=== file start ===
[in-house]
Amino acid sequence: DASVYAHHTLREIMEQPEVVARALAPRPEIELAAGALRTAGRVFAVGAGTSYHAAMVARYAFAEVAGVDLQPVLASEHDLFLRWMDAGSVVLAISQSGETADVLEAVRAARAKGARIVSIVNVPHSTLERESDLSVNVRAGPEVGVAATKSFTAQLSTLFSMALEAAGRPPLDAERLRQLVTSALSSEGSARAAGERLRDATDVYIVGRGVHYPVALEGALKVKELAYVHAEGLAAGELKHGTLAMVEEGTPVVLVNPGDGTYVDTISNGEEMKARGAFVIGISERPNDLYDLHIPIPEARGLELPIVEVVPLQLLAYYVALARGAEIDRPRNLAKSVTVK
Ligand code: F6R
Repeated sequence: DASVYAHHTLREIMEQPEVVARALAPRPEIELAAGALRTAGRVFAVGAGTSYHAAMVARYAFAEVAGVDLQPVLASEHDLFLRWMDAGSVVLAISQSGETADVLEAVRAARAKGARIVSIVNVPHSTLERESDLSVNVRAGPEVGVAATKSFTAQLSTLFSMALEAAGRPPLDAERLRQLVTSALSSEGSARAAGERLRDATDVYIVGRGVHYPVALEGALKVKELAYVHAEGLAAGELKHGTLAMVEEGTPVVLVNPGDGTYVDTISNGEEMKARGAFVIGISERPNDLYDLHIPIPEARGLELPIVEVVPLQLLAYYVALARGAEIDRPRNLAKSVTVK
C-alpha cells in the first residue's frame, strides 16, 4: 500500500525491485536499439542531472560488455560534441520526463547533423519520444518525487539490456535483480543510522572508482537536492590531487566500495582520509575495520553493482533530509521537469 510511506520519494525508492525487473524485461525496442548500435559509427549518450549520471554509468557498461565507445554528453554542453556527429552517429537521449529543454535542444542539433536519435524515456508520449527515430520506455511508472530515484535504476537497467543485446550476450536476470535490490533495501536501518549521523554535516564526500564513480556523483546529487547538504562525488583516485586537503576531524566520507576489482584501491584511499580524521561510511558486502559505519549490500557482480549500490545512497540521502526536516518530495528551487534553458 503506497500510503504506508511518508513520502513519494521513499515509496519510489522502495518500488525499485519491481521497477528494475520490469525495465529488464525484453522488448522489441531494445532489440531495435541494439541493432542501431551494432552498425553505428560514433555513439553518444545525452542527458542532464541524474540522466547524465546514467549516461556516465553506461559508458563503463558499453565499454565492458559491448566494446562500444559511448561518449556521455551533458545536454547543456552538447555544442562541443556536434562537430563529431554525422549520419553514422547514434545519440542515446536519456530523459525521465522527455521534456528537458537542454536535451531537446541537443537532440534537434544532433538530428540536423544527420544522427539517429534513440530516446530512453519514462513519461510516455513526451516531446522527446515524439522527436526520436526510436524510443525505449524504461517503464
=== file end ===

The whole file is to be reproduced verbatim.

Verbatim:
[in-house]
Amino acid sequence: DASVYAHHTLREIMEQPEVVARALAPRPEIELAAGALRTAGRVFAVGAGTSYHAAMVARYAFAEVAGVDLQPVLASEHDLFLRWMDAGSVVLAISQSGETADVLEAVRAARAKGARIVSIVNVPHSTLERESDLSVNVRAGPEVGVAATKSFTAQLSTLFSMALEAAGRPPLDAERLRQLVTSALSSEGSARAAGERLRDATDVYIVGRGVHYPVALEGALKVKELAYVHAEGLAAGELKHGTLAMVEEGTPVVLVNPGDGTYVDTISNGEEMKARGAFVIGISERPNDLYDLHIPIPEARGLELPIVEVVPLQLLAYYVALARGAEIDRPRNLAKSVTVK
Ligand code: F6R
Repeated sequence: DASVYAHHTLREIMEQPEVVARALAPRPEIELAAGALRTAGRVFAVGAGTSYHAAMVARYAFAEVAGVDLQPVLASEHDLFLRWMDAGSVVLAISQSGETADVLEAVRAARAKGARIVSIVNVPHSTLERESDLSVNVRAGPEVGVAATKSFTAQLSTLFSMALEAAGRPPLDAERLRQLVTSALSSEGSARAAGERLRDATDVYIVGRGVHYPVALEGALKVKELAYVHAEGLAAGELKHGTLAMVEEGTPVVLVNPGDGTYVDTISNGEEMKARGAFVIGISERPNDLYDLHIPIPEARGLELPIVEVVPLQLLAYYVALARGAEIDRPRNLAKSVTVK
C-alpha cells in the first residue's frame, strides 16, 4: 500500500525491485536499439542531472560488455560534441520526463547533423519520444518525487539490456535483480543510522572508482537536492590531487566500495582520509575495520553493482533530509521537469 510511506520519494525508492525487473524485461525496442548500435559509427549518450549520471554509468557498461565507445554528453554542453556527429552517429537521449529543454535542444542539433536519435524515456508520449527515430520506455511508472530515484535504476537497467543485446550476450536476470535490490533495501536501518549521523554535516564526500564513480556523483546529487547538504562525488583516485586537503576531524566520507576489482584501491584511499580524521561510511558486502559505519549490500557482480549500490545512497540521502526536516518530495528551487534553458 503506497500510503504506508511518508513520502513519494521513499515509496519510489522502495518500488525499485519491481521497477528494475520490469525495465529488464525484453522488448522489441531494445532489440531495435541494439541493432542501431551494432552498425553505428560514433555513439553518444545525452542527458542532464541524474540522466547524465546514467549516461556516465553506461559508458563503463558499453565499454565492458559491448566494446562500444559511448561518449556521455551533458545536454547543456552538447555544442562541443556536434562537430563529431554525422549520419553514422547514434545519440542515446536519456530523459525521465522527455521534456528537458537542454536535451531537446541537443537532440534537434544532433538530428540536423544527420544522427539517429534513440530516446530512453519514462513519461510516455513526451516531446522527446515524439522527436526520436526510436524510443525505449524504461517503464